Ex-colony wants full independence from British crown
After 60 years of political independence, it is “inevitable” that Jamaica will “move on” from its past as a British colony and become a republic, Prime Minister Andrew Holness told Prince William and his wife Kate on Wednesday. London rejected calls to apologize and pay reparations for its history of profiting from slavery in its Caribbean colony.
“There are issues here that remain unresolved. But your presence gives an opportunity for those issues to be placed in context, put front and center and be addressed as best as we can,” the prime minister said standing alongside William.
Jamaica is “a country that is very proud of our history, very proud of what we have achieved. And we are moving on. We intend to attain … our true ambition of being an independent, developed and prosperous country,” he added.
(1/4) I was delighted to welcome the Duke and Duchess of Cambridge, Prince William and Kate Middleton to Jamaica and to the Office of the Prime Minister for a courtesy call this morning. pic.twitter.com/vAq7bznWet— Andrew Holness (@AndrewHolnessJM) March 23, 2022
Holness’ words seemed to echo the speech delivered by then-Prime Minister David Cameron during his visit to Jamaica in 2015. At the time, he made it clear that London intended to turn the page on the issue of slavery without issuing formal apologies or paying reparations.
“That the Caribbean has emerged from the long shadow [of slavery] cast is testament to the resilience and spirit of its people,” he told the Jamaican Parliament.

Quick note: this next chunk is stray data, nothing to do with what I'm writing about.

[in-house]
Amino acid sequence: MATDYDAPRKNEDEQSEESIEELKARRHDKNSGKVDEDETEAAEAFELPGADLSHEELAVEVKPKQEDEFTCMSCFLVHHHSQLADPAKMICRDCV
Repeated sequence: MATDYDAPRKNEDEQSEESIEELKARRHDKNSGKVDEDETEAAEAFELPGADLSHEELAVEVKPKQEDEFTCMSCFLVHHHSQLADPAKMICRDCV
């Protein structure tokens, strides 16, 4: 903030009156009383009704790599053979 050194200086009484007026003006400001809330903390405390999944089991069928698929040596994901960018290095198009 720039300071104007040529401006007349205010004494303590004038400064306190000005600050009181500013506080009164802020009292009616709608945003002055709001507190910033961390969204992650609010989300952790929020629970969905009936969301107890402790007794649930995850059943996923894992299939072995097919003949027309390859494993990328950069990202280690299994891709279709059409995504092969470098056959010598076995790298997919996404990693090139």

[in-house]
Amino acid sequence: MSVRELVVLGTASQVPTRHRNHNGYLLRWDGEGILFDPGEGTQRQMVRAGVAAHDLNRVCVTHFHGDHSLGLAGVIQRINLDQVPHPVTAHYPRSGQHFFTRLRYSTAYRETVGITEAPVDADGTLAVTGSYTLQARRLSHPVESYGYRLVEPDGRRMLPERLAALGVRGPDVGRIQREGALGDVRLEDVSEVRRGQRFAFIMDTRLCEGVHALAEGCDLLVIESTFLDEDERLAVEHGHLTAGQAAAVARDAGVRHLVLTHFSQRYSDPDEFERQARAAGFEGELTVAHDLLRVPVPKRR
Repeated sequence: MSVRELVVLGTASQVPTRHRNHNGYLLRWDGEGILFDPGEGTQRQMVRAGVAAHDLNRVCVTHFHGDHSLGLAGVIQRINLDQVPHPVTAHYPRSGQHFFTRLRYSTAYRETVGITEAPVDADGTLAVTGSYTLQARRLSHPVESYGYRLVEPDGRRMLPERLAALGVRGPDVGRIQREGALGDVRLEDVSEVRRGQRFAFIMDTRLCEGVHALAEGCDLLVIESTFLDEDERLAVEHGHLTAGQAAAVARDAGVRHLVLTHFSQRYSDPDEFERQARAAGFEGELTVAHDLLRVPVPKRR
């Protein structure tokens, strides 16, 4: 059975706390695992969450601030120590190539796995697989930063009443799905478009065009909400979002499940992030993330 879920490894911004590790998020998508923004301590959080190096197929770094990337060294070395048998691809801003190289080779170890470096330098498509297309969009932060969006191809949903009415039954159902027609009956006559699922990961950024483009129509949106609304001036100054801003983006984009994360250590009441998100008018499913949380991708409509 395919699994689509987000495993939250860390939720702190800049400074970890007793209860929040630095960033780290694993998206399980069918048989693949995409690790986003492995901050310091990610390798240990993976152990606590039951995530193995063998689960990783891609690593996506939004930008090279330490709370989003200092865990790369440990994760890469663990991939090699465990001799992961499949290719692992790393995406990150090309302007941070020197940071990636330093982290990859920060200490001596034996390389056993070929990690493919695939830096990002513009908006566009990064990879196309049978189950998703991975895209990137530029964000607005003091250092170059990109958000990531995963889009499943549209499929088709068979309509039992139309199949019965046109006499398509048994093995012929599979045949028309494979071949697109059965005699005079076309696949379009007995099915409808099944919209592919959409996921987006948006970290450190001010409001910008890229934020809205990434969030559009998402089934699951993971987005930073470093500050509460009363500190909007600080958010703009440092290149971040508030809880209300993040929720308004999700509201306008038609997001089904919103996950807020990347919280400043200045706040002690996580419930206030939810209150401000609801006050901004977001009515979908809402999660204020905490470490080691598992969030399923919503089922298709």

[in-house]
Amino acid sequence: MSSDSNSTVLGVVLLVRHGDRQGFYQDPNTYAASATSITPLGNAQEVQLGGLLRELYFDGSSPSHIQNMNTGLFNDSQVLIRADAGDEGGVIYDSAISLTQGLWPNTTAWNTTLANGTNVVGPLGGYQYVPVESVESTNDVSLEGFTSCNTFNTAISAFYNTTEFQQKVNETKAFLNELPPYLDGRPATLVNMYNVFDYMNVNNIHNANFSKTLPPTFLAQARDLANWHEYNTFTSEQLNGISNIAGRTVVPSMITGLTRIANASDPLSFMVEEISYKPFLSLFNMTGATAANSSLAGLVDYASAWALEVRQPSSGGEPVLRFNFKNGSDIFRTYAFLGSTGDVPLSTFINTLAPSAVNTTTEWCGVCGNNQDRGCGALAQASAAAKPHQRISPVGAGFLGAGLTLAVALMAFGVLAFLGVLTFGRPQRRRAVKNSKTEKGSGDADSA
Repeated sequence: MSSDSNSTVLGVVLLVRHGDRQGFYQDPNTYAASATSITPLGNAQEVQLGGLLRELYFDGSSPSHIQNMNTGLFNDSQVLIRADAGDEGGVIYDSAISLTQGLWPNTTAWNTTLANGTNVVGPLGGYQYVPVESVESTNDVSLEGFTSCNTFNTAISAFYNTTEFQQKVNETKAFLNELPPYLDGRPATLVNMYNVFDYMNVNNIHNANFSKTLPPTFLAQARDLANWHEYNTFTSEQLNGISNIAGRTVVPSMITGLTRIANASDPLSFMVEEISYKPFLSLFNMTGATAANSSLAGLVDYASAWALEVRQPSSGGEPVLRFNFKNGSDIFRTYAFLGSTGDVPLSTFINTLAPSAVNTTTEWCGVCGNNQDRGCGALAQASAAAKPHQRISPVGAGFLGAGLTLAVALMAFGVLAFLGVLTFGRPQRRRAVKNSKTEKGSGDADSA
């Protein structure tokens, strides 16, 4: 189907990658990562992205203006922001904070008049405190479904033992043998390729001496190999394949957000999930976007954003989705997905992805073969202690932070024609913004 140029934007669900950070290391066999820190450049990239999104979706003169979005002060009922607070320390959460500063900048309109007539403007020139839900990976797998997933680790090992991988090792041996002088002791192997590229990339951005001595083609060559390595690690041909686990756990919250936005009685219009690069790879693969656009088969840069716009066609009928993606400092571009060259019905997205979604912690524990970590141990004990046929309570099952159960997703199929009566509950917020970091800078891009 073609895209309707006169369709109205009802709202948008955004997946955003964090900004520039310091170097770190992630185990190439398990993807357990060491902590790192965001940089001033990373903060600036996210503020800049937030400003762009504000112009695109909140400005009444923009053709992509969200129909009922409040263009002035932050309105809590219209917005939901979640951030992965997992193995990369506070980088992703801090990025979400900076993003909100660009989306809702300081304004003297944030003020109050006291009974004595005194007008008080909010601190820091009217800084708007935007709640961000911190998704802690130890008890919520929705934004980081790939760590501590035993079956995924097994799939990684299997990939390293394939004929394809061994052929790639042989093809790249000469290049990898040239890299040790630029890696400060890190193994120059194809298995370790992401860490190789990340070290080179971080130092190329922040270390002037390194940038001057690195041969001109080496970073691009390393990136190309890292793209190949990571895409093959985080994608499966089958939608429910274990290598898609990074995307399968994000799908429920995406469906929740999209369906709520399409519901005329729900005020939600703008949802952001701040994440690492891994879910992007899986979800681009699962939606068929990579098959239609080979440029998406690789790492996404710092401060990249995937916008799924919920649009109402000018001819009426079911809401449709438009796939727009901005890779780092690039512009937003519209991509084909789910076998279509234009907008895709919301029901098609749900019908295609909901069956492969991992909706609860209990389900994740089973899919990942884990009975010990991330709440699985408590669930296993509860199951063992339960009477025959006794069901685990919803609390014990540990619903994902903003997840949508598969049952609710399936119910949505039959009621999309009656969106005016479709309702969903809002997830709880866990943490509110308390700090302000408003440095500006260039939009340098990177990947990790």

“I acknowledge that these wounds run very deep indeed. But I do hope that, as friends who have gone through so much together since those darkest of times, we can move on from this painful legacy and continue to build for the future,” Cameron added.
Jamaica was a British colony between 1655, when the island was captured from Spain, and 1962, when the British Parliament granted it independence. It remained part of the British Commonwealth.
An estimated 600,000 Africans were shipped to work on sugarcane, coffee, and banana plantations in Jamaica, amassing fortunes for British slave holders. Britain abolished the slave trade in 1807, but full emancipation did not come until 1838.
Becoming a republic would be a largely symbolic gesture for Jamaica. If enacted, the island will no longer consider Queen Elizabeth to be the formal head of state. Another former British Caribbean colony, Barbados, made this move in November. There were rumors ahead of the visit by the royal couple that Jamaica was exploring the same path.
Prince William, the second-in-line to the British throne, refrained from addressing the promised breakup in his speech at the governor general’s residence. He acknowledged that slavery was an appalling atrocity staining Britain’s history, but stopped short of apologizing.
During the visit, dozens of protesters took to the streets holding banners with the phrase “seh yuh sorry,” a phrase used by the locals to urge Britain to formally apologize for enslaving their ancestors.